Here's the thing, though: Far West isn't my most-delayed or latest Kickstarter project.  That honor goes to Powerchords. But I'm not holding Phil Brucato's feet to the fire the same way I am Skarka for a few key reasons:

  1. Brucato has never failed to treat his backers with respect. I'm sure he's had bad days, and I've a hunch he's bitched about us from time-to-time in private or to friends. And that's fine. But it's never spilled over into his comments or updates.
  2. If you ping Brucato by e-mail, he responds with an update (by e-mail). Yes, he needs to update the Kickstarter, but the fact that he is willing to fill us in is significant.
  3. If I were to ask Brucato for a refund, I would get it. I asked Skarka for a refund, and was turned down. I ended up going to my local attorney general, and managed to get a partial refund. 

Far West isn't the only project that has been delayed by its creator's illness, either. Lee Garvin, author of Tales from the Floating Vagabond spent some time in a coma. But he's kept his backers more-or-less updated and has kept his spirits up. And he's treated his backers with respect.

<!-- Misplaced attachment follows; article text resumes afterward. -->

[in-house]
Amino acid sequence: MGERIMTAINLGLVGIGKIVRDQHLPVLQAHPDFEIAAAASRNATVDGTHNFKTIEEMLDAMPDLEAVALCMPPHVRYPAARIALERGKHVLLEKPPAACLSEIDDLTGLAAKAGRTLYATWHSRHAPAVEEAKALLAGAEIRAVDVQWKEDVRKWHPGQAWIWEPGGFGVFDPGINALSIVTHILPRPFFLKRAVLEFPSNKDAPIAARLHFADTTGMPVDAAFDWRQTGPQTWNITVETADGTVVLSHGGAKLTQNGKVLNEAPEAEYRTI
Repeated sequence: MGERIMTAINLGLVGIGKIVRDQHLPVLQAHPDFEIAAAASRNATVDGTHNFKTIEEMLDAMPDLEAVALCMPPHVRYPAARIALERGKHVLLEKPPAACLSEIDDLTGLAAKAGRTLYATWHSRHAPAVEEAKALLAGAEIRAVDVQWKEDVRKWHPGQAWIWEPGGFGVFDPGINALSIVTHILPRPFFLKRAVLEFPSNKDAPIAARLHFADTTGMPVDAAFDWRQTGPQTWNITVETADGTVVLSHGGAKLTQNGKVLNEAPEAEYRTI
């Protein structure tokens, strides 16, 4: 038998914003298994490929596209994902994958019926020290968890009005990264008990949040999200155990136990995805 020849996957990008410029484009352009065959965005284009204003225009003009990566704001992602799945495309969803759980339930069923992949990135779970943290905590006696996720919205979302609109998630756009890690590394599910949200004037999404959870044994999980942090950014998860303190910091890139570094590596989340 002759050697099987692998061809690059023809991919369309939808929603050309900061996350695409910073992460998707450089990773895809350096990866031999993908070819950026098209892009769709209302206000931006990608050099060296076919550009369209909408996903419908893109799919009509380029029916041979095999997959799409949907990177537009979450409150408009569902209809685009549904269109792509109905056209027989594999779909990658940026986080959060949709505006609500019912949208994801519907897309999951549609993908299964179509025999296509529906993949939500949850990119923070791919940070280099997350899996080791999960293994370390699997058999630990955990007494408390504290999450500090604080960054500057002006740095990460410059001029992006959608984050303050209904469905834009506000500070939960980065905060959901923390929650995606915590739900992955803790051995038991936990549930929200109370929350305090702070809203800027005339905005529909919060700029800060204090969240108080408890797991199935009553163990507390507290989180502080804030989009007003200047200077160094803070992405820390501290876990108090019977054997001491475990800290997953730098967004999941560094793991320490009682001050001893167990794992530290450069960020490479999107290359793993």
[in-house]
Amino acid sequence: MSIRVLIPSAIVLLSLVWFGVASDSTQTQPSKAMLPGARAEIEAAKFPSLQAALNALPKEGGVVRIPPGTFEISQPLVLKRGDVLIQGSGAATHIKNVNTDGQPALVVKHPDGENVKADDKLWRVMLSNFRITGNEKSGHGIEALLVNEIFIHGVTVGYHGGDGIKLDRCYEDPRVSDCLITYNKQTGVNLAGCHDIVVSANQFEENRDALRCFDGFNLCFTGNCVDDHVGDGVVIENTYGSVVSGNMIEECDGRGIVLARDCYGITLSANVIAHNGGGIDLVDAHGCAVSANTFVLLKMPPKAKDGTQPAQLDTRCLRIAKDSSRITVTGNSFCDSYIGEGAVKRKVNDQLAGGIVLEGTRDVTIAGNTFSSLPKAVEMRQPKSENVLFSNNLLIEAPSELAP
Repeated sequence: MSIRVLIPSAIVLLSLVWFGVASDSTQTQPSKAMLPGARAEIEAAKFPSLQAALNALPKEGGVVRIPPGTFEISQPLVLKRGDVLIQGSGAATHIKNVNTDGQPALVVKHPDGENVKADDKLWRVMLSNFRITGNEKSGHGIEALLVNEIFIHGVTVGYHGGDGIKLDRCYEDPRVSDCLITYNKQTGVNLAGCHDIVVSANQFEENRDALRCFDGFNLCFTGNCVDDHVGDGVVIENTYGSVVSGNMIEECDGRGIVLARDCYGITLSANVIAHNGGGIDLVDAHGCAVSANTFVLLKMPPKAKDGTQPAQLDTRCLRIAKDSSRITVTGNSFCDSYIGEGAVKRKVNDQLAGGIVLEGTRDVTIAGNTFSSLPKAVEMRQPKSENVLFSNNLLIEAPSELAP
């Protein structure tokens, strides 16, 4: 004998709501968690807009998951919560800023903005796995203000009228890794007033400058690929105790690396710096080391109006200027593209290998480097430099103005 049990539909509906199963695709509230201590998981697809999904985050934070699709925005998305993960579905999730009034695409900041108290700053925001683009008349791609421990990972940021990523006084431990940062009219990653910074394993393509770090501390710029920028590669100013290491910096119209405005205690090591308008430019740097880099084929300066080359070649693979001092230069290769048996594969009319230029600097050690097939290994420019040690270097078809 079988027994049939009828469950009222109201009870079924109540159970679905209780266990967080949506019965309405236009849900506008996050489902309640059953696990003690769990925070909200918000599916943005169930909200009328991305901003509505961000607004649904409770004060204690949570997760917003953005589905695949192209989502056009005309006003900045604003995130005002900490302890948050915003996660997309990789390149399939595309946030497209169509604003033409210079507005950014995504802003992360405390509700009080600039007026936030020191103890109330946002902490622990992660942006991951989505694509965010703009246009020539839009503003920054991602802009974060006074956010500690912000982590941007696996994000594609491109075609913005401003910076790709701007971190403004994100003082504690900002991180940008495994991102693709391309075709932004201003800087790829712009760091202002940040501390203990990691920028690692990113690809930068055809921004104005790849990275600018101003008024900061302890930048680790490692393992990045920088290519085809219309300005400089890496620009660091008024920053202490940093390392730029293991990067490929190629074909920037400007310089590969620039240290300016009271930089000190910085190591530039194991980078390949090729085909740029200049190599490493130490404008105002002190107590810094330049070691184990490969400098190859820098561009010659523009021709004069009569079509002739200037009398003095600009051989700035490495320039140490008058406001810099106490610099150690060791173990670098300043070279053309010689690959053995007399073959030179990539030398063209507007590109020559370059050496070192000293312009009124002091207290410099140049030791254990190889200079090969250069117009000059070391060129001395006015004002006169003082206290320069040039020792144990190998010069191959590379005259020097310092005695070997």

What baffles me is how many people in the gaming industry are being apologists for Skarka. Sean Patrick Fannon, for example, responded to my anniversary tweet with this:

So I guess I won't be buying Savage RIFTS after all. In fact, I'm a lot less likely to buy any Savage Worlds product because of this kind of attitude. See, I believe in getting what I've paid for. It's a quirk, I guess.

Skarka will argue until the cows come home that we "backed a process, not a product." And he'll highlight that Kickstarter T&C have changed. And they have. They're less restrictive than they were. They used to required the project creator to complete their project and ship the promised goods. Now they only require that the project creator do their best and issue refunds if they can't complete the project.

Their guidelines that were live during the project included this paragraph:
All projects must offer rewards. Kickstarter is not a general fundraising site, it’s a form of commerce and patronage. If you’re not viewing rewards as core to your project, Kickstarter may not be for you. Please note that raffles, discounts, coupons, financial returns, and investment offers are prohibited.
That's right: According to Kickstarter themselves, this is a form of commerce and patronage. Commerce and patronage. Commerce, of course, is "the exchange of currency, goods, and/or services for other currency, goods, and/or services." Other definitions suggest that it's "the activity of buying and selling." At present, Skarka's backers have given him currency and have received scorn, excuses, and arguments. And, of late, silence.
At the time, their FAQ also included this:

Who is responsible for making sure project creators deliver what they promise?